Resort Property Investments Are a Big Mistake

Resort Property Investments Are a Big Mistake

 Last updated January 26th, 2024.

On the surface, buying real estate that caters to tourists seems like a fantastic idea. Not only are the locations and buildings beautiful but the tourists often have a higher disposable income than the locals.

And with that thought in mind, several investors went ahead and decided to invest in resort properties.

However, once invested, they’ll quickly learn that tourists are a fickle crowd to please. What comes after is often regret.

In this article, we will explain why investors shouldn’t buy a resort property in tourist destinations, or any real estate geared toward tourists – despite what the common wisdom might say on the matter.


Don’t Buy Resort Property: Fashions Change

Have you ever randomly decided to not wear a shirt you used to love, and before you know it, it’s ten years later and you find it hidden away in your closet? A simple change to your routine led to a prolonged and unpredictable change of behavior.

The same happens with entire geographic locations on a daily basis.

Take Dubrovnik, Croatia, where certain scenes of Game of Thrones were famously filmed as an example. If you go there now, you’ll see an entire cottage industry designed to cater to fans of the show – Game of Thrones tours, accommodation, souvenirs, etc.

The show has had such a warping effect on the city that there have been studies assessing the economic impact thereof. One such study by the International Journal of Tourism Research concluded:

“The cumulative effect in the 2012–2015 period amounted up to almost 245 thousand more tourist arrivals, one and a half million more overnight stays, and almost 126 million euro more foreign currency revenues from travels.”

In the preceding four-year window prior to the show’s release, tourism had only grown in Dubrovnik by 7%.

After the show’s premiere, the following four-year window amounted to an increase of 37.9%, meaning that most of the growth prospects of the location were tied to the show’s success.

It’s worth stressing though that before Game of Thrones, Dubrovnik was a desirable tourist destination. But with the influx of enthusiasts, there were concerns about the effect of the tourists on the city’s environment to the point where the city pushed out an initiative for more sustainable tourism.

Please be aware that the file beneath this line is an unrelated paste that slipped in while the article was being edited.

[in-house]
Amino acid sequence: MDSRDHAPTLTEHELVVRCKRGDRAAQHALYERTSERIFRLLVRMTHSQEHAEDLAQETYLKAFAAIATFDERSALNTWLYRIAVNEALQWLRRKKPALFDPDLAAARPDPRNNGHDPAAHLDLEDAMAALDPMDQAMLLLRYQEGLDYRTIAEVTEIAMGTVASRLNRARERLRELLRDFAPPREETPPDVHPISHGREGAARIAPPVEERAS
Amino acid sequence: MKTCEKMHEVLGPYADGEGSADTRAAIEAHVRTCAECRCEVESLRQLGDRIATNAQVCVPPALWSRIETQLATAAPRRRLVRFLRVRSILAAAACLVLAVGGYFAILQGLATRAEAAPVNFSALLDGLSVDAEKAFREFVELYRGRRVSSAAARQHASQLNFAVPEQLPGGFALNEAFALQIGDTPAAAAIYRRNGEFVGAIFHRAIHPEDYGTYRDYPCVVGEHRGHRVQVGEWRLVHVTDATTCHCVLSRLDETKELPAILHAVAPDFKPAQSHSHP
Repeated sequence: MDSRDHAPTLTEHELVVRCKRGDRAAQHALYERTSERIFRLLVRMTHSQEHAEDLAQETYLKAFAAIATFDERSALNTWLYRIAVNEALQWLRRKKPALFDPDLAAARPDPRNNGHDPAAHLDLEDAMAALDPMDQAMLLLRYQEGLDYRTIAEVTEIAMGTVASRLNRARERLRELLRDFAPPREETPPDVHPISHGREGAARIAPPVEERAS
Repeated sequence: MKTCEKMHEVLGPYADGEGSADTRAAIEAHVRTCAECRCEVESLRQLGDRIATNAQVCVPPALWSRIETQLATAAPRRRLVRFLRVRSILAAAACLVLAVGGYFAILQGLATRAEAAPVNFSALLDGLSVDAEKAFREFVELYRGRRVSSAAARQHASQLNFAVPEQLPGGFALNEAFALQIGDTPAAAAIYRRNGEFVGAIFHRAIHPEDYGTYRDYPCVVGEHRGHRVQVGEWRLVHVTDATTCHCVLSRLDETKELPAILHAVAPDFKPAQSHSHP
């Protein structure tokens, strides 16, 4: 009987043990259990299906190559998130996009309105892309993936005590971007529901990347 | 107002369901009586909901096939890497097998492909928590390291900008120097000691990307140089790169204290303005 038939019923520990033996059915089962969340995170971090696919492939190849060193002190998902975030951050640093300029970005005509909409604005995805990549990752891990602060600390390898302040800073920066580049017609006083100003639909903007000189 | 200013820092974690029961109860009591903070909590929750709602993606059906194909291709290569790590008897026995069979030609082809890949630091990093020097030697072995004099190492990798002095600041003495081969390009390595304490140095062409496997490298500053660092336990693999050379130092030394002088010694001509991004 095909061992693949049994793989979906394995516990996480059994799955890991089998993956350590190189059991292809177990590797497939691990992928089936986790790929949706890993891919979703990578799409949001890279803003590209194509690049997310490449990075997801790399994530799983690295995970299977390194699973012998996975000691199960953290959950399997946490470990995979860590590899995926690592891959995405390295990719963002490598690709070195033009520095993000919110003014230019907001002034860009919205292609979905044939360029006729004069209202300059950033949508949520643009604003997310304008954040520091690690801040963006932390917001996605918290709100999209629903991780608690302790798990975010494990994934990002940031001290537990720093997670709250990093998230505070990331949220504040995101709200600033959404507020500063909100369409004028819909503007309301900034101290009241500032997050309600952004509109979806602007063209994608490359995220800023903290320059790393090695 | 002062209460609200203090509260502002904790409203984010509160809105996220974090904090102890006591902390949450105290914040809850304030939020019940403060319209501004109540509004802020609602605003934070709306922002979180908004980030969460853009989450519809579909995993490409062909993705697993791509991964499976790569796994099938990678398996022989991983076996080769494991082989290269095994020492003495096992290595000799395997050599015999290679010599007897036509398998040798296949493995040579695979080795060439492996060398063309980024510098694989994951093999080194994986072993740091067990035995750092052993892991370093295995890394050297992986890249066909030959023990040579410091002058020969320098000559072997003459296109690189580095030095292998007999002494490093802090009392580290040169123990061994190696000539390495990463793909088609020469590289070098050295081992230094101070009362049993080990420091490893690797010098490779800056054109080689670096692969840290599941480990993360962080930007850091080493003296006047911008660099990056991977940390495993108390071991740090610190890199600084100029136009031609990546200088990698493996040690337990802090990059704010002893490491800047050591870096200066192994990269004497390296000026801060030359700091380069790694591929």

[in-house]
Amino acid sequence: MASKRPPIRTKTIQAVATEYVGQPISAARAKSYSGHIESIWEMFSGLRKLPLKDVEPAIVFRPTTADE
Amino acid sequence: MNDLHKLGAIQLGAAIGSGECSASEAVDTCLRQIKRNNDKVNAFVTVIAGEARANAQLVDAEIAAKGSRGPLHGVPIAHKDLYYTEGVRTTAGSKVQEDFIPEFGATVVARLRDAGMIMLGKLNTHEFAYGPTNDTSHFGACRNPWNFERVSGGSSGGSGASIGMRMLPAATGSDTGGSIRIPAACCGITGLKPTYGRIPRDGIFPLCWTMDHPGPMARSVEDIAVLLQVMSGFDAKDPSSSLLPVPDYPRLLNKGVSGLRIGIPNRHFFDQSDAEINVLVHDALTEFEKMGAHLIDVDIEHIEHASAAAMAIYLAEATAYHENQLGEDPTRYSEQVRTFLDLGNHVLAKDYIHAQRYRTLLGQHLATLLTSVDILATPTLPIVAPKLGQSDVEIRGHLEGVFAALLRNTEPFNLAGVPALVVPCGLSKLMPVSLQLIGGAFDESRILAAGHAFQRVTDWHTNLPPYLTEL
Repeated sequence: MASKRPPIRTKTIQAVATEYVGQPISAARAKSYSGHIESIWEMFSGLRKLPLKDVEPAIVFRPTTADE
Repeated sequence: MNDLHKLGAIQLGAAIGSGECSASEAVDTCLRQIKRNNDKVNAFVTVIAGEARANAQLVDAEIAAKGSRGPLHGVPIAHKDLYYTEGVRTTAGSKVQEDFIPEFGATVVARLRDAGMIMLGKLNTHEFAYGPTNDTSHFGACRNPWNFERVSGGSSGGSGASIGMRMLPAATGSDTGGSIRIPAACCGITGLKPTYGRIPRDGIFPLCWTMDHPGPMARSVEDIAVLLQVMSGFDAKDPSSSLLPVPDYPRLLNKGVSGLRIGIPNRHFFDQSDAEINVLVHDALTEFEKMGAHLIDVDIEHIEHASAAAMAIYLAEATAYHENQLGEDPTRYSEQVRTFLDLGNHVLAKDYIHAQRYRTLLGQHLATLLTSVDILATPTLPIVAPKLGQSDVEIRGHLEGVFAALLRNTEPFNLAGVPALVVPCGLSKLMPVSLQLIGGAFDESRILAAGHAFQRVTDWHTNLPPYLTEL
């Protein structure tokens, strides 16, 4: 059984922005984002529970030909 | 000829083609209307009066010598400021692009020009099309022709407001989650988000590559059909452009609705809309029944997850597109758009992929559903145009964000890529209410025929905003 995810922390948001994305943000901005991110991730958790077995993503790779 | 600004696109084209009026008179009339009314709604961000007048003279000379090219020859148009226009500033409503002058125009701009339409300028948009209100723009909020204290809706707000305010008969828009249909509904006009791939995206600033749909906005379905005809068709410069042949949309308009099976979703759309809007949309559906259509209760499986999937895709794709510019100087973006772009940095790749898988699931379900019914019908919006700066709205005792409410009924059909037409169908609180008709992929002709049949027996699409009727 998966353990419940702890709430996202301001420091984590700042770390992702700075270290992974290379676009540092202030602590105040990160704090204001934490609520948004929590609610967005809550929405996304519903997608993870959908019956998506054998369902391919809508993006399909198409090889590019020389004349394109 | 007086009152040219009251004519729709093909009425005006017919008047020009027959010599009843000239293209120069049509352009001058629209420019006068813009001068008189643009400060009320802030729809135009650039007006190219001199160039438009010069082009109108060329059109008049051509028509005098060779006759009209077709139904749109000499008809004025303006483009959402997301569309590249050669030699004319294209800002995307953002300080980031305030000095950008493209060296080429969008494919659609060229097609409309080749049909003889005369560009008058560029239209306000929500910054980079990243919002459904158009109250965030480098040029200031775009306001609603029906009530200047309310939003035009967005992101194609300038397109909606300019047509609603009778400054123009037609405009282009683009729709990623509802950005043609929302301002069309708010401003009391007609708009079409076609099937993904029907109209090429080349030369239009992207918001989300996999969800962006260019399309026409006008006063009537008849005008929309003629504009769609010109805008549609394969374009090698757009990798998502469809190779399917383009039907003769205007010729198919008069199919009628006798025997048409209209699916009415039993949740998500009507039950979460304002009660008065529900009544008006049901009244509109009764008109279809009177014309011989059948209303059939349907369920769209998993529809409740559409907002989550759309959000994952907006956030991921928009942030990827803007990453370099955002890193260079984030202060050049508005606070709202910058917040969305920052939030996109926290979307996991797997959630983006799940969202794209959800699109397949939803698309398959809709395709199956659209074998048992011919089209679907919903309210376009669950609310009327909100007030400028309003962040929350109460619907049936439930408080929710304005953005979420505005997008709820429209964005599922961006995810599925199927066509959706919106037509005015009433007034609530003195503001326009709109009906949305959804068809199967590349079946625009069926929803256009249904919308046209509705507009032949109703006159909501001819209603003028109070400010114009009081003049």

Maya Bay

The infamous Maya Bay, or “The Beach”, suffered colossal ecological damages to the point the Government had to banned tourism in the area for years. Tour operators and resort investment properties sustained huge loss of incomes over the ban.


If you hold commercial or residential resort property in a city like Dubrovnik, that must keep you up at night once the show inevitably ended.

But this brings up another interesting point; this type of “fashion” shock is nothing new. It happened even in non-Western countries and with much smaller productions.

As with The Beach, a film featuring Leonardo DiCaprio as an adventurer in Thailand. Not only did the production of the film cause catastrophic ecological damage to the location itself but tourists began flooding it.

If you invested in the location, you might have been quite pleased with yourself, as the added attention would boost the prices.

But as the years wore on, the beautiful Maya beach was destroyed completely. To such an extent that the Thai government had to step in.

Now, the beach is closed a quarter of the year, and during the high season, there is a daily visitor cap to mitigate the ecological damage and hopefully restore it.

In other words, had you invested in real estate here, at least for the foreseeable future, you would lose over a quarter of your revenue.

This is because tourism is a zero-sum game – there are only so many tourism dollars available, and if they’re being spent somewhere else, you don’t get any of the benefits.

We use the movie examples because they’re an event that one can easily point to and analyze, but it happens every day on social media and in society in general.

Even during normal times, vacation spots are too subjective to become a “flavor of the month.” There have been too many tourist booms (and busts) based on a single viral Instagram post for us to be comfortable thinking that our money is secure while invested there.

Some may argue that investing in resort properties is not a total loss if you also intend to use said property as your vacation home as well, and while that may be true to a certain extent, we still have our own reasons why a vacation home is not a good investment.

There are plenty of good beaches in the world – it’s just a matter of where people want to live. In contrast, an apartment building in the center of a capital city will have constant and locally-driven demand.